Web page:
By Allan Alach
Buon giorno from Siena, Italy. It’s a tough life but I am coping ….
I welcome suggested articles, so if you come across a gem, email it to me at email@example.com.
This week’s homework!
Equipped for the Future
“Continuing down the Common Core “road” with ELA standards that focus primarily on selective and specialized literacy skills instead of broad-based, applicable, and transferable literacy skills, make as much sense as the US Education Department announcing a new initiative to improve U.S. bike riding skills by mandating that all children learn to ride a bike without the use of training wheels, and declaring the new National Standard for being a proficient and globally competitive bike rider is…NO HANDS.”
Deskfree strategy turns classrooms into creative learning hubs that see student engagement soar
Another article on Stephen Heppell inspired developments in Australia.
“Teachers, parents and students across the state have been briefed by Professor Heppell, a global expert in learning spaces who claims students learn more effectively and behave better within “borderless learning” designs; when they have freedom to work in smaller groups and even learn standing up.”
Teaching Is Not a Business
“While technology can be put to good use by talented teachers, they, and not the futurists, must take the lead. The process of teaching and learning is an intimate act that neither computers nor markets can hope to replicate. Small wonder, then, that the business model hasn’t worked in reforming the schools — there is simply no substitute for the personal element.”
How We Think: John Dewey on the Art of Reflection and Fruitful Curiosity in an Age of Instant Opinions and Information Overload
“Dewey examines what separates thinking, a basic human faculty we take for granted, from thinking well, what it takes to train ourselves into mastering the art of thinking, and how we can channel our natural curiosity in a productive way when confronted with an overflow of information.”
The Rise of the Helicopter Teacher
“The risk that helicopter parents run is that they will raise children so coddled that they have a hard time functioning on their own in the larger world. So too with the way we have infantilized our students. Afraid or unwilling to challenge them, we pass them through with perfectly good grades but without much of a sense of how to work on their own or think for themselves.”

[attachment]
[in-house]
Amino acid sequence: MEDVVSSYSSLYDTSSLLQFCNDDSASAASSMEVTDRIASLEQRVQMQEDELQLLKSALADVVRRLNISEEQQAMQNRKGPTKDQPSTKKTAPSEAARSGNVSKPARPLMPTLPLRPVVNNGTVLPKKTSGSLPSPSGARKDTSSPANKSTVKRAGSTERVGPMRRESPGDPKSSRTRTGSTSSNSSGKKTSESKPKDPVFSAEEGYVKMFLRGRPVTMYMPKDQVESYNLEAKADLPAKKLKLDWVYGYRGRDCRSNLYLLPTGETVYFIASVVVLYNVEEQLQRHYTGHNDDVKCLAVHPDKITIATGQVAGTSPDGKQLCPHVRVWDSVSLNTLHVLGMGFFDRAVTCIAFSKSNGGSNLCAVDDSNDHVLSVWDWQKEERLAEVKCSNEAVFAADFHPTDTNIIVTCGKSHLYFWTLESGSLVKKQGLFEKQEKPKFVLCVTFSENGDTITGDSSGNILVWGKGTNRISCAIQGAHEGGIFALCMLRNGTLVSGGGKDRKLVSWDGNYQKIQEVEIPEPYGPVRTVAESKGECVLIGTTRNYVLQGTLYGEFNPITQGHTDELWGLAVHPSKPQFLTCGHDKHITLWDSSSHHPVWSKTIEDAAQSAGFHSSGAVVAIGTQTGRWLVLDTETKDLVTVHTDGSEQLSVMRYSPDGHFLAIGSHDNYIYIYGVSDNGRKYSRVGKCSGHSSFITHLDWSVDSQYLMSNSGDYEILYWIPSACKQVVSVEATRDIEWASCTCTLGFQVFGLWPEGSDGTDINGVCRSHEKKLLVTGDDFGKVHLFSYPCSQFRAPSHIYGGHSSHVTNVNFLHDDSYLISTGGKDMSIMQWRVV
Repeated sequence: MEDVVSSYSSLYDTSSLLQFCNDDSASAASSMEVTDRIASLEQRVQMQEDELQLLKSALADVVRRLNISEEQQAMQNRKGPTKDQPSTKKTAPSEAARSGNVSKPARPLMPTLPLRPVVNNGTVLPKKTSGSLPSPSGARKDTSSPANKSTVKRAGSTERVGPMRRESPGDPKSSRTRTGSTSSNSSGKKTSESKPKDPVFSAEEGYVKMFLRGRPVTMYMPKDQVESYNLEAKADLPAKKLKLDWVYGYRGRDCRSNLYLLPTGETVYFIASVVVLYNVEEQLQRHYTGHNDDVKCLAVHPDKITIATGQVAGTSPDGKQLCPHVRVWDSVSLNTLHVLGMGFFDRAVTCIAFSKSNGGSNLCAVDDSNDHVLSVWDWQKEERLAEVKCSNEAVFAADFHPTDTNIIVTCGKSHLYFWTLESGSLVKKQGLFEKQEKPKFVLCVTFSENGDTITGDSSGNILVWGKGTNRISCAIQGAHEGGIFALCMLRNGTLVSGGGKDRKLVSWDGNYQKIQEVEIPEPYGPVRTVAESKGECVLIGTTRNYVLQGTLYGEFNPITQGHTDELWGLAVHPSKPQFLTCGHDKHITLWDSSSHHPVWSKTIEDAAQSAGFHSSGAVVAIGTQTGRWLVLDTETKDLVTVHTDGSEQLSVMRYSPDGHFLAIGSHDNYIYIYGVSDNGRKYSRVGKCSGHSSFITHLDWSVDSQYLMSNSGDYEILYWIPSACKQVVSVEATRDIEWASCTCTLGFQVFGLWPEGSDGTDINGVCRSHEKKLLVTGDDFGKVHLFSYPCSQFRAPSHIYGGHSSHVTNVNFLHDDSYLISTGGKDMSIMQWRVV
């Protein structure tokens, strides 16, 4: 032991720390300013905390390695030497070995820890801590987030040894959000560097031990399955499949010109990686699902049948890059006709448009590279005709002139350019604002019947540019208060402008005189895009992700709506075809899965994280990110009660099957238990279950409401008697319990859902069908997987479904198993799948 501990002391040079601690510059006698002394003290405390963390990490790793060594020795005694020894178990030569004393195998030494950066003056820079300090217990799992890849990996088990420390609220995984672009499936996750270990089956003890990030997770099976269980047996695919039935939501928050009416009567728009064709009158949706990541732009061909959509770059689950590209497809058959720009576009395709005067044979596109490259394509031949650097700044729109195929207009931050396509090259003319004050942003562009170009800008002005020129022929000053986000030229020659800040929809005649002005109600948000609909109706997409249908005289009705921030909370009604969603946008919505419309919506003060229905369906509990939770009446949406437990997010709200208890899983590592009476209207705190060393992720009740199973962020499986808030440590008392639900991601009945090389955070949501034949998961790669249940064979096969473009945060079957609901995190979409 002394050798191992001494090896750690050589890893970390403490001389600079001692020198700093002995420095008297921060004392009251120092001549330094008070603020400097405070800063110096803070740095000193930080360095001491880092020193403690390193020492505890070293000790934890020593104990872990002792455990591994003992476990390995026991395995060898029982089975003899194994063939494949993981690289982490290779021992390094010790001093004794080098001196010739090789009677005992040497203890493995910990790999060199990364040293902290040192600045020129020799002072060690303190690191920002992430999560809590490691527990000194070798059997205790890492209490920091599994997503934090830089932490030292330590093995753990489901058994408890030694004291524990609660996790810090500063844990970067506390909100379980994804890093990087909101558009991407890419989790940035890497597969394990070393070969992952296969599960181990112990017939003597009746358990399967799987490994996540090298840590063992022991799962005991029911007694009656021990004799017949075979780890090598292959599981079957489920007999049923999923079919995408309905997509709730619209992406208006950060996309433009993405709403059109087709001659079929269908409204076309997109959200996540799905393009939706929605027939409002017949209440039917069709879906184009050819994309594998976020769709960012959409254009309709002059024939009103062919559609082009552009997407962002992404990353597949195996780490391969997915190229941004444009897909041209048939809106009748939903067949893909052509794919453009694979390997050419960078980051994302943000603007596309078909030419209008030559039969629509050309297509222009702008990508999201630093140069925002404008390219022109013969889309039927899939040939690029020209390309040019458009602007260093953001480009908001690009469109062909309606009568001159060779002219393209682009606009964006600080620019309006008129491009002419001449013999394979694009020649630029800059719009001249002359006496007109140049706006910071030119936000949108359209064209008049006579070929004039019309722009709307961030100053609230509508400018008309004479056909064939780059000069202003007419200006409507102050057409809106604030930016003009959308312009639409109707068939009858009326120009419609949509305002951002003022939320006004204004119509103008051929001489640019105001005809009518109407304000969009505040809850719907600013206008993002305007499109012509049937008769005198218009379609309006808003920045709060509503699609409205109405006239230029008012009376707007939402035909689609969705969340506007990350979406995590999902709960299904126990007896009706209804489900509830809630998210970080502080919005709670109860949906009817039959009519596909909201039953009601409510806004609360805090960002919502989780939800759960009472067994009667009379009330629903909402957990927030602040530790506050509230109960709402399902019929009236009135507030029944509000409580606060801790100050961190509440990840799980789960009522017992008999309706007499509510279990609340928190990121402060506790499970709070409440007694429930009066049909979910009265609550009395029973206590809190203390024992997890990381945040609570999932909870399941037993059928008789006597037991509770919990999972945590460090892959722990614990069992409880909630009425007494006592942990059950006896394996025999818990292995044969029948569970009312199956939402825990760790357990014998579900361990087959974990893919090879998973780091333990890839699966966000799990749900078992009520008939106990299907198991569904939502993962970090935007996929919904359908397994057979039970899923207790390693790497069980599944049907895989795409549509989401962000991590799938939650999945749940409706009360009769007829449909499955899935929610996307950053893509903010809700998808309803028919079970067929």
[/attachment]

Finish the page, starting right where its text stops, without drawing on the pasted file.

How A Popular TV Doc Has Learned To Explain ADHD Simply
Implications for teachers?
“ADHD is like having a Ferrari engine for a brain with bicycle brakes. Strengthen the brakes and you have a champion. People with ADHD are the inventors and the innovators, the movers and the doers, the dreamers who built America.”
The McDonaldization of Education: the rise of slow
“In regards to education, McDonaldization attempts to wipe out any of the messiness or inefficiencies of learning. Instead, it attempts to reduce it to a commodity that can be packaged, marketed and sold. Rather than cultivating a deep, holistic love of learning that touches every aspect of a student’s life, learning has been reduced to an assembly line. In reality, we’ve imposed a mechanistic view of life onto how people learn, which is largely an organic process, and at a great cost.”
Teaching Critical Thinking in Age of Digital Credulity
“Now, the enormity, ubiquity and dubious credibility of the information available to most of the world’s population is requiring each of us to become something of an expert on figuring out when we’re being misled or lied to. Perhaps, unfortunately, for the future of life online, few teachers or parents impart to young people the always useful but now essential skills of how to question, investigate, analyze and judge that link they just got in email or the factual claim they just found through a search engine.”
This week’s contributions from Bruce Hammonds:
The New Zealand Election coming soon!!
Bruce’s comment: If you were to listen to some politicians you would think the sky is falling in but New Zealand education is in good heart. I was particularly impressed with his positive experience of secondary education. Well worth a read.
Bruce’s comment: The Labour Manifesto’s education policy of the time made it clear what was expected in education and when elected Peter Fraser, Minister Of Education, asked the Director of Education Dr Beeby to rewrite the then Ministry of Education report to the new government to capture his ideas. Overnight Beeby wrote the following principle:
‘…that every person whatever his level of academic ability, whether rich or poor, whether he lives in the town or the country, has a right as a citizen to a free education of the kind best fitted and to the fullest extent of his power……(and that this ) will involve the reorientation of the education system.’
With the New Zealand election drawing near the choices are sharpening – or ought to be.
Bruce’s comment: It’s time for all people share in the apparent growing wealth of the few – the disparity between the rich and the poor is still growing. In schools the government talks about an ‘achievement gap’ , ignoring the effects of growing poverty and sees the solution as developing ‘super’ principals, cluster principals and lead teachers as the answer – such people obviously chosen because of their adherence to National’s policies – National Standards.